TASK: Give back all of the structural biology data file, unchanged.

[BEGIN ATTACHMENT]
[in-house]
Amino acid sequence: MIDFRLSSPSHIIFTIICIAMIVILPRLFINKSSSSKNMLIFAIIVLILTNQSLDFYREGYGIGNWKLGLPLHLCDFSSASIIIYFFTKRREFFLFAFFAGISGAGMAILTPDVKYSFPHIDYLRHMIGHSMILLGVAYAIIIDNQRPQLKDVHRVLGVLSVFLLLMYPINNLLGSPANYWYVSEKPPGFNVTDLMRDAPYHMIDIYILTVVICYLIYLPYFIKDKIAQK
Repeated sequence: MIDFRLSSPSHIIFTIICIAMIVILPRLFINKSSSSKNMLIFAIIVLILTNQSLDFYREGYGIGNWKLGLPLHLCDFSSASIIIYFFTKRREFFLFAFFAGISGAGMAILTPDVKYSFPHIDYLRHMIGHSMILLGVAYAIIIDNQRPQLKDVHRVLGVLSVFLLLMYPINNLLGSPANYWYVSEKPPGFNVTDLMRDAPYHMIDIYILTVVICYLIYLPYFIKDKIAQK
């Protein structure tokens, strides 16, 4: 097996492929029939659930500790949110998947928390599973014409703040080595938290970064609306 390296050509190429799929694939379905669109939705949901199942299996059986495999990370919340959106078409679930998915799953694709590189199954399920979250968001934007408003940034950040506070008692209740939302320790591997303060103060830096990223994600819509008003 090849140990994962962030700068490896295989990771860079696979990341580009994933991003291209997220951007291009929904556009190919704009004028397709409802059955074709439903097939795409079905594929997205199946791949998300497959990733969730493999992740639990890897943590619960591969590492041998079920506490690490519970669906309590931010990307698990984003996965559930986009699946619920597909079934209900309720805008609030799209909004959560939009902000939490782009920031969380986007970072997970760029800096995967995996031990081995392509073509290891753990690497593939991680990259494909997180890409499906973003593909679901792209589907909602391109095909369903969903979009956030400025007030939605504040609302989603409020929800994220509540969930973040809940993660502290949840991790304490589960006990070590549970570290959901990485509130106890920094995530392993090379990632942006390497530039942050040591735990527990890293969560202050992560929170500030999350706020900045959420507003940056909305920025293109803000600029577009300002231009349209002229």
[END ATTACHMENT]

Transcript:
[in-house]
Amino acid sequence: MIDFRLSSPSHIIFTIICIAMIVILPRLFINKSSSSKNMLIFAIIVLILTNQSLDFYREGYGIGNWKLGLPLHLCDFSSASIIIYFFTKRREFFLFAFFAGISGAGMAILTPDVKYSFPHIDYLRHMIGHSMILLGVAYAIIIDNQRPQLKDVHRVLGVLSVFLLLMYPINNLLGSPANYWYVSEKPPGFNVTDLMRDAPYHMIDIYILTVVICYLIYLPYFIKDKIAQK
Repeated sequence: MIDFRLSSPSHIIFTIICIAMIVILPRLFINKSSSSKNMLIFAIIVLILTNQSLDFYREGYGIGNWKLGLPLHLCDFSSASIIIYFFTKRREFFLFAFFAGISGAGMAILTPDVKYSFPHIDYLRHMIGHSMILLGVAYAIIIDNQRPQLKDVHRVLGVLSVFLLLMYPINNLLGSPANYWYVSEKPPGFNVTDLMRDAPYHMIDIYILTVVICYLIYLPYFIKDKIAQK
């Protein structure tokens, strides 16, 4: 097996492929029939659930500790949110998947928390599973014409703040080595938290970064609306 390296050509190429799929694939379905669109939705949901199942299996059986495999990370919340959106078409679930998915799953694709590189199954399920979250968001934007408003940034950040506070008692209740939302320790591997303060103060830096990223994600819509008003 090849140990994962962030700068490896295989990771860079696979990341580009994933991003291209997220951007291009929904556009190919704009004028397709409802059955074709439903097939795409079905594929997205199946791949998300497959990733969730493999992740639990890897943590619960591969590492041998079920506490690490519970669906309590931010990307698990984003996965559930986009699946619920597909079934209900309720805008609030799209909004959560939009902000939490782009920031969380986007970072997970760029800096995967995996031990081995392509073509290891753990690497593939991680990259494909997180890409499906973003593909679901792209589907909602391109095909369903969903979009956030400025007030939605504040609302989603409020929800994220509540969930973040809940993660502290949840991790304490589960006990070590549970570290959901990485509130106890920094995530392993090379990632942006390497530039942050040591735990527990890293969560202050992560929170500030999350706020900045959420507003940056909305920025293109803000600029577009300002231009349209002229």